European markets finished in the red on Thursday, as a slump in health care stocks weighed on investors, despite a recovery in oil prices and mining stocks.
Health care falls
The pan-European STOXX 600 was off some 0.45 percent provisionally, with most sectors closing lower. All major European bourses closed in negative territory on Thursday, with London's FTSE 100, Germany's DAX and France's CAC 40 all ending between 0.2 and 0.3 percent lower. Several peripheral bourses, however, closed in the black.
Health care was one of Europe's worst performing sectors, closing down some 2.4 percent, after credit rating agency, Moody's cut its outlook on the global pharmaceuticals industry from "positive" to "stable", according to Reuters. Roche was the sector's worst stock of the day, off 4.7 percent. AstraZeneca and Shire also closed sharply lower.
Oil in focus
Oil prices fluctuated between highs and lows on Thursday as pessimism over a global supply glut continued to impact sentiment. Brent recovered, trading just above the flat line at Europe's close, hovering around $37, while U.S. crude was further in the green, trading just below $35.
The basic resources stocks continued their recent good run, outperforming all other sectors on Thursday. A number of miners closed sharply higher after several brokers gave bullish outlooks on their stock.
The rally in mining stocks was helped by a solid rise in the price of metals on Thursday, with BHP Billiton up over 2 percent. This is in spite of official data showing Chinese factory activity slowed in February.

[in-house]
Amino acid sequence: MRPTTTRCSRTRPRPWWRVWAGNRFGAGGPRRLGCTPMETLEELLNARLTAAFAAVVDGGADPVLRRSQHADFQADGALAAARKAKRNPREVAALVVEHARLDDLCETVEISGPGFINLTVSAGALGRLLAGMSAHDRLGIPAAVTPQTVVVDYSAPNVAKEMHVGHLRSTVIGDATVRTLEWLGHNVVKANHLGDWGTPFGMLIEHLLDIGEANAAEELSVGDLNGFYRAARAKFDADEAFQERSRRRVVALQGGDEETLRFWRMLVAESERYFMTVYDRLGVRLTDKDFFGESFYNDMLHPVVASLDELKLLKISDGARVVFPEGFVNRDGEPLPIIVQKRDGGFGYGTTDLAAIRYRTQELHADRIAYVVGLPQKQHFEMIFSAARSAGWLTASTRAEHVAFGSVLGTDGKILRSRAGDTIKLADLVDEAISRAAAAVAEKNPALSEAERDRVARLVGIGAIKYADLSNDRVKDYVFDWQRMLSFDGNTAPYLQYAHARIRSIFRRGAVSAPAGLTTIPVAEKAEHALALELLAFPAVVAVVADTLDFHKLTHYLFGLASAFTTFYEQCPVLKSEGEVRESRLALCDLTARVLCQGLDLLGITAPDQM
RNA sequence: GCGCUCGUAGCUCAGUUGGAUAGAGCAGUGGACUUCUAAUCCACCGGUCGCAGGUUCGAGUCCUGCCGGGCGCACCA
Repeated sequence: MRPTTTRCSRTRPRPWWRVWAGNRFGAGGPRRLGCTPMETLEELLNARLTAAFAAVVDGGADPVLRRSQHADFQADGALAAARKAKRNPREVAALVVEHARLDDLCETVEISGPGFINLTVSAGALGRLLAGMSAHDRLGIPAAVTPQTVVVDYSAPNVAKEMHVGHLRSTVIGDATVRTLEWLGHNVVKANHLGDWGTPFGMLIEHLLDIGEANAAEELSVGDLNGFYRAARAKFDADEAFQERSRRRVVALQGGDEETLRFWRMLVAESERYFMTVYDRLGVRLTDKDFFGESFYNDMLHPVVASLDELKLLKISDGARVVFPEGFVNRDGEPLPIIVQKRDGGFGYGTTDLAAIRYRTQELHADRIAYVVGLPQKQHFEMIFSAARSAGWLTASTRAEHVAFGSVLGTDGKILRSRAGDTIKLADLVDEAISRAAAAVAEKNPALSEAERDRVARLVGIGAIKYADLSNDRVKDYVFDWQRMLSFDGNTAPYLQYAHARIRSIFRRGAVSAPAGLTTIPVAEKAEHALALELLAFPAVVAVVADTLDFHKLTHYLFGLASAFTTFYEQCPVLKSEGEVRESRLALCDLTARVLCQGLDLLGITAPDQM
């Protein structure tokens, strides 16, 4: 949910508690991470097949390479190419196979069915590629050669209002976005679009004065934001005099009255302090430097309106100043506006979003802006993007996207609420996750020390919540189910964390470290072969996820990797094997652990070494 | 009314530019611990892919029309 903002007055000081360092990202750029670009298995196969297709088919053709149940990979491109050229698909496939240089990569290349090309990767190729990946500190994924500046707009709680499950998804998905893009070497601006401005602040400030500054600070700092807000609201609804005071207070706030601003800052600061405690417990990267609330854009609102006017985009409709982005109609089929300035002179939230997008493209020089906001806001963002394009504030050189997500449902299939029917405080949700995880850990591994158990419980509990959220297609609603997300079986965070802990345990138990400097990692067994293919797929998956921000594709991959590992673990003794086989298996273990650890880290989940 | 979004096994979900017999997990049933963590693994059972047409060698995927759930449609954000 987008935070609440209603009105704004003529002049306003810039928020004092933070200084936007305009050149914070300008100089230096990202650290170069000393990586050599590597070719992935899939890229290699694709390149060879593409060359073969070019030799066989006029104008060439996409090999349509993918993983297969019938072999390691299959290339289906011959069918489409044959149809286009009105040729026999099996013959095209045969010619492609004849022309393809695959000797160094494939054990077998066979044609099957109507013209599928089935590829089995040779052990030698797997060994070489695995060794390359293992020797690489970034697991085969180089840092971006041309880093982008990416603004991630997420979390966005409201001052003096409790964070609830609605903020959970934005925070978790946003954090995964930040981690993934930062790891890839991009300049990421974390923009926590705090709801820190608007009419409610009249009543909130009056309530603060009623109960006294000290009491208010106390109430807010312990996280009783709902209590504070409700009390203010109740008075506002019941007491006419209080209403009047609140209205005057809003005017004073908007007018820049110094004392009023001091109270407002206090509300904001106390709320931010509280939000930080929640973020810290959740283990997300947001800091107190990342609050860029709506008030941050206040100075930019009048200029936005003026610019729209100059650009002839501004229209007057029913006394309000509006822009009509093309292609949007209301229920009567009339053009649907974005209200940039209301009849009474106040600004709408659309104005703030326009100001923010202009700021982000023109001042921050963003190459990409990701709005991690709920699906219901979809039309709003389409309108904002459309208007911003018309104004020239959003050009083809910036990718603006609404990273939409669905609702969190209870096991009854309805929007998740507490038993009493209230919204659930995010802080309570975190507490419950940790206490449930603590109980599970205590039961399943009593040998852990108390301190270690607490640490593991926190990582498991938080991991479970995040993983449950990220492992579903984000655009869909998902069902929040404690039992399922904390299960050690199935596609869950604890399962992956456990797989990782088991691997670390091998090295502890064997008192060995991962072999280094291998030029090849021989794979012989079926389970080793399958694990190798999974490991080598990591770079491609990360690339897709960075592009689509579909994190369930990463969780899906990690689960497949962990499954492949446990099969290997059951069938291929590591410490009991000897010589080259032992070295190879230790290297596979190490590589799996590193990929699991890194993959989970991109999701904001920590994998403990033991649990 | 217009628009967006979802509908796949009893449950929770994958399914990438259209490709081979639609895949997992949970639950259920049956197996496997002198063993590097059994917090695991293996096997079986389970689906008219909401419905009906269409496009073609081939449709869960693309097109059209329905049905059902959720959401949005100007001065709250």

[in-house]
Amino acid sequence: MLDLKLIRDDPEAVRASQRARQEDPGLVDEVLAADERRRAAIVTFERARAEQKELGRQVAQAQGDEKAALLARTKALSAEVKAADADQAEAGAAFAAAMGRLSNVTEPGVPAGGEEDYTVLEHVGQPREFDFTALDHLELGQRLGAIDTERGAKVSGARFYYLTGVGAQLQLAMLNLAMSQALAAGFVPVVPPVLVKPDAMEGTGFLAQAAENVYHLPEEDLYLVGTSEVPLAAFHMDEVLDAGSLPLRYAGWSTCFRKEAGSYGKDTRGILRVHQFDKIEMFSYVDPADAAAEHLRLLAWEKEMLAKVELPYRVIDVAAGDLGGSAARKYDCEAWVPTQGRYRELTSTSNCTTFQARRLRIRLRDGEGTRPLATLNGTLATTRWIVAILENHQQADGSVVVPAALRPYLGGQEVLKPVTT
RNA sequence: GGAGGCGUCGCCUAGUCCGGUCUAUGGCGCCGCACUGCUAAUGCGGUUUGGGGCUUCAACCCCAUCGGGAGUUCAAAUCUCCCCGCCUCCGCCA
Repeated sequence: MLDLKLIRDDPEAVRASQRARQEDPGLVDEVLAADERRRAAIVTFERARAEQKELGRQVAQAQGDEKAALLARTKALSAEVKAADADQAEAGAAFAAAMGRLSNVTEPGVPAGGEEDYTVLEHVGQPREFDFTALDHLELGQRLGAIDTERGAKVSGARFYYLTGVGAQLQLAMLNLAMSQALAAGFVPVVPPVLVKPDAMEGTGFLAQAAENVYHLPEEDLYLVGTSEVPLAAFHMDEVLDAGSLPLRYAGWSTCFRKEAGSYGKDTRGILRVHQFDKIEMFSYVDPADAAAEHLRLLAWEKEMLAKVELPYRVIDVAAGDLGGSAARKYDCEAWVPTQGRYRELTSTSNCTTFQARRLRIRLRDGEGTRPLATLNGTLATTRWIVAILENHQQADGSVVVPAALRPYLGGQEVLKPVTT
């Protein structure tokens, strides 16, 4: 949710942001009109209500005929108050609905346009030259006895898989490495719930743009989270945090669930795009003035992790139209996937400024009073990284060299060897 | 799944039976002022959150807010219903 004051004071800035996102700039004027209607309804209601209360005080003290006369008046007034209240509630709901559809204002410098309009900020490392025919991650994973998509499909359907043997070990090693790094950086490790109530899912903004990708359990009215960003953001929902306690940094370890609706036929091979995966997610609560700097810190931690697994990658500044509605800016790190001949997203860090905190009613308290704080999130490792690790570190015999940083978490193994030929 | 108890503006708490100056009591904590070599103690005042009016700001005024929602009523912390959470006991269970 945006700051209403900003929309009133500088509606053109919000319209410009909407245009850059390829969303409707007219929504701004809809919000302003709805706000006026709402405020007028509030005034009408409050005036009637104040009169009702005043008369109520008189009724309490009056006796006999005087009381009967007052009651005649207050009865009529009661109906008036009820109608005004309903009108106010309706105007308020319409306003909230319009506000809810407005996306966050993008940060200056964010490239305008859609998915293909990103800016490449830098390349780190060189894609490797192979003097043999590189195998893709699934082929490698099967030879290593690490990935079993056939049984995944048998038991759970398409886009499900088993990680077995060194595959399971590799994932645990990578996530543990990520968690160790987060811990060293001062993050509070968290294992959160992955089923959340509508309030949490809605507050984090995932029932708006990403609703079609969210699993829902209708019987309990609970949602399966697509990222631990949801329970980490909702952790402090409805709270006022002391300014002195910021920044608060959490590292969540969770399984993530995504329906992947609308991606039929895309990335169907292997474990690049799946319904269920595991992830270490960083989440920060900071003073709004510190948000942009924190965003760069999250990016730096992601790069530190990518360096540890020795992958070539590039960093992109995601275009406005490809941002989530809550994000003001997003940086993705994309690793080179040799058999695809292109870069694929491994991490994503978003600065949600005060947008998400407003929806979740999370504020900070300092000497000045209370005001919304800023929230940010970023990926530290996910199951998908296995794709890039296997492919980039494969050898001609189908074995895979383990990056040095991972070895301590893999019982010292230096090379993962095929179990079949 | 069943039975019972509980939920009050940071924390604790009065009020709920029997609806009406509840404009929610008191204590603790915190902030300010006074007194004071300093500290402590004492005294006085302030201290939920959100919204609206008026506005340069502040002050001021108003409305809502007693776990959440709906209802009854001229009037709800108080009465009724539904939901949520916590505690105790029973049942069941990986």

Earnings in focus
On the earnings front, German sportswear maker Adidas reported a fourth-quarter net loss of 44 million euros ($47.79 million), more than analysts expected. The firm said however it was optimistic on sales and profit for 2016 however, due to big events like the Rio Olympics. Shares reacted negatively, off 2 percent.
And Germany's Evonik slid 12 percent, finishing at the bottom of the STOXX 600, after the chemical maker said 2016's adjusted core earnings could tumble as much as 19 percent.
On the other end, Aggreko surged to close up 12.5 percent after the U.K. firm reported a 13 percent fall in pretax profit for 2015 but said it was on track to deliver £80 million worth of cash savings.
Meanwhile, Dutch supermarket operator Ahold ended in the red despite reporting that underlying operating profit had come in higher at 421 million euros ($457 million) in the fourth quarter, and that it was on track to complete its planned merger with Delhaize by mid-2016. Delhaize also ended lower after net profit came in below analyst forecasts.
Aerospace engineering firm Rolls Royce rose to close over 5 percent, boosted by a price target upgrade from investment bank Jefferies, Reuters reported.